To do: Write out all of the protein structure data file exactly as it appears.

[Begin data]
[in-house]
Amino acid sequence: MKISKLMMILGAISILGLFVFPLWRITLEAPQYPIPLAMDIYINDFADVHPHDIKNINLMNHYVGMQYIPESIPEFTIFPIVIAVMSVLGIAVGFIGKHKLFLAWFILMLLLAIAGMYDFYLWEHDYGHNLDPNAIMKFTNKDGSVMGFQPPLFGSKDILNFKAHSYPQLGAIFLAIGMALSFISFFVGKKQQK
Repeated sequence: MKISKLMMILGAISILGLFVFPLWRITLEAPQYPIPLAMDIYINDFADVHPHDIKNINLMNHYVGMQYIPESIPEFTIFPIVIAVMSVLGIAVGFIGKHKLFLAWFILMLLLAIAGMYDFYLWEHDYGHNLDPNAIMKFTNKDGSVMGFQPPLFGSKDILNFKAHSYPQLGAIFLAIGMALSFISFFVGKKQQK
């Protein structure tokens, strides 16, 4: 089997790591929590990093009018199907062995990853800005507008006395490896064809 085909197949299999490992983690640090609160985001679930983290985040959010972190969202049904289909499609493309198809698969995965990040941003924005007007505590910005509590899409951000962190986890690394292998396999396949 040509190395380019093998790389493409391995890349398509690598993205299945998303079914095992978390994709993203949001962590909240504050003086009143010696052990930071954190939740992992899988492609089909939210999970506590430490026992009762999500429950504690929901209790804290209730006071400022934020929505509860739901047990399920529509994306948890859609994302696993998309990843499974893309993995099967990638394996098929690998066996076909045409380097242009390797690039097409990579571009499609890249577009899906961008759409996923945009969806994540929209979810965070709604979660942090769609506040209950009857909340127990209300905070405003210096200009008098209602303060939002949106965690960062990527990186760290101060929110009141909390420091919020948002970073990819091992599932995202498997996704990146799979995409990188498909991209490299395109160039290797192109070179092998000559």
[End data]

[in-house]
Amino acid sequence: MKISKLMMILGAISILGLFVFPLWRITLEAPQYPIPLAMDIYINDFADVHPHDIKNINLMNHYVGMQYIPESIPEFTIFPIVIAVMSVLGIAVGFIGKHKLFLAWFILMLLLAIAGMYDFYLWEHDYGHNLDPNAIMKFTNKDGSVMGFQPPLFGSKDILNFKAHSYPQLGAIFLAIGMALSFISFFVGKKQQK
Repeated sequence: MKISKLMMILGAISILGLFVFPLWRITLEAPQYPIPLAMDIYINDFADVHPHDIKNINLMNHYVGMQYIPESIPEFTIFPIVIAVMSVLGIAVGFIGKHKLFLAWFILMLLLAIAGMYDFYLWEHDYGHNLDPNAIMKFTNKDGSVMGFQPPLFGSKDILNFKAHSYPQLGAIFLAIGMALSFISFFVGKKQQK
């Protein structure tokens, strides 16, 4: 089997790591929590990093009018199907062995990853800005507008006395490896064809 085909197949299999490992983690640090609160985001679930983290985040959010972190969202049904289909499609493309198809698969995965990040941003924005007007505590910005509590899409951000962190986890690394292998396999396949 040509190395380019093998790389493409391995890349398509690598993205299945998303079914095992978390994709993203949001962590909240504050003086009143010696052990930071954190939740992992899988492609089909939210999970506590430490026992009762999500429950504690929901209790804290209730006071400022934020929505509860739901047990399920529509994306948890859609994302696993998309990843499974893309993995099967990638394996098929690998066996076909045409380097242009390797690039097409990579571009499609890249577009899906961008759409996923945009969806994540929209979810965070709604979660942090769609506040209950009857909340127990209300905070405003210096200009008098209602303060939002949106965690960062990527990186760290101060929110009141909390420091919020948002970073990819091992599932995202498997996704990146799979995409990188498909991209490299395109160039290797192109070179092998000559």